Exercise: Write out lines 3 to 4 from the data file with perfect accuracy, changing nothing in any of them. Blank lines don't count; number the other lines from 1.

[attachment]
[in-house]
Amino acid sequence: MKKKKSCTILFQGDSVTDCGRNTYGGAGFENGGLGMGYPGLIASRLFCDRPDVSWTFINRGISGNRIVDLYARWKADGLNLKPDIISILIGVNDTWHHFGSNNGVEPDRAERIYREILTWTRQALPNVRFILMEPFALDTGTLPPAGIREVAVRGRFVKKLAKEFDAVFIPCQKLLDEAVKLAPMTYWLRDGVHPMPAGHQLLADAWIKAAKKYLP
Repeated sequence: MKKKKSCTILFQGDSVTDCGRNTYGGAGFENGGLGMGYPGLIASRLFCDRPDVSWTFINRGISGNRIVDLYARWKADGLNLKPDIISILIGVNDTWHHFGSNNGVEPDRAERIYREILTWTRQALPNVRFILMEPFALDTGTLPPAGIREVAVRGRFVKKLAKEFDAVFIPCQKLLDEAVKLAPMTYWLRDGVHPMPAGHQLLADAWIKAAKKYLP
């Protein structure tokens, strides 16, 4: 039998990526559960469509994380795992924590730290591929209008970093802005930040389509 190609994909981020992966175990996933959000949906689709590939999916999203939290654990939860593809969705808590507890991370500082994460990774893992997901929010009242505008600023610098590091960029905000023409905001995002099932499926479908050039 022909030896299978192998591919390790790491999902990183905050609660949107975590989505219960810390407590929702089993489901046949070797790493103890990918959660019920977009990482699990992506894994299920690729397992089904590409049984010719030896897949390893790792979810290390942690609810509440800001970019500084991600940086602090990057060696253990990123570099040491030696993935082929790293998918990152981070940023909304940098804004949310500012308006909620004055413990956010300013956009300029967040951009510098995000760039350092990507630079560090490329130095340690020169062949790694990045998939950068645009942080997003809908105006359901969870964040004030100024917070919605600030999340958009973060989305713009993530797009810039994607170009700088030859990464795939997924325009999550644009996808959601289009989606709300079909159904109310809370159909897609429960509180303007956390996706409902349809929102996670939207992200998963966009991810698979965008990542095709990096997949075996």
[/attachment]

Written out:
Repeated sequence: MKKKKSCTILFQGDSVTDCGRNTYGGAGFENGGLGMGYPGLIASRLFCDRPDVSWTFINRGISGNRIVDLYARWKADGLNLKPDIISILIGVNDTWHHFGSNNGVEPDRAERIYREILTWTRQALPNVRFILMEPFALDTGTLPPAGIREVAVRGRFVKKLAKEFDAVFIPCQKLLDEAVKLAPMTYWLRDGVHPMPAGHQLLADAWIKAAKKYLP
């Protein structure tokens, strides 16, 4: 039998990526559960469509994380795992924590730290591929209008970093802005930040389509 190609994909981020992966175990996933959000949906689709590939999916999203939290654990939860593809969705808590507890991370500082994460990774893992997901929010009242505008600023610098590091960029905000023409905001995002099932499926479908050039 022909030896299978192998591919390790790491999902990183905050609660949107975590989505219960810390407590929702089993489901046949070797790493103890990918959660019920977009990482699990992506894994299920690729397992089904590409049984010719030896897949390893790792979810290390942690609810509440800001970019500084991600940086602090990057060696253990990123570099040491030696993935082929790293998918990152981070940023909304940098804004949310500012308006909620004055413990956010300013956009300029967040951009510098995000760039350092990507630079560090490329130095340690020169062949790694990045998939950068645009942080997003809908105006359901969870964040004030100024917070919605600030999340958009973060989305713009993530797009810039994607170009700088030859990464795939997924325009999550644009996808959601289009989606709300079909159904109310809370159909897609429960509180303007956390996706409902349809929102996670939207992200998963966009991810698979965008990542095709990096997949075996």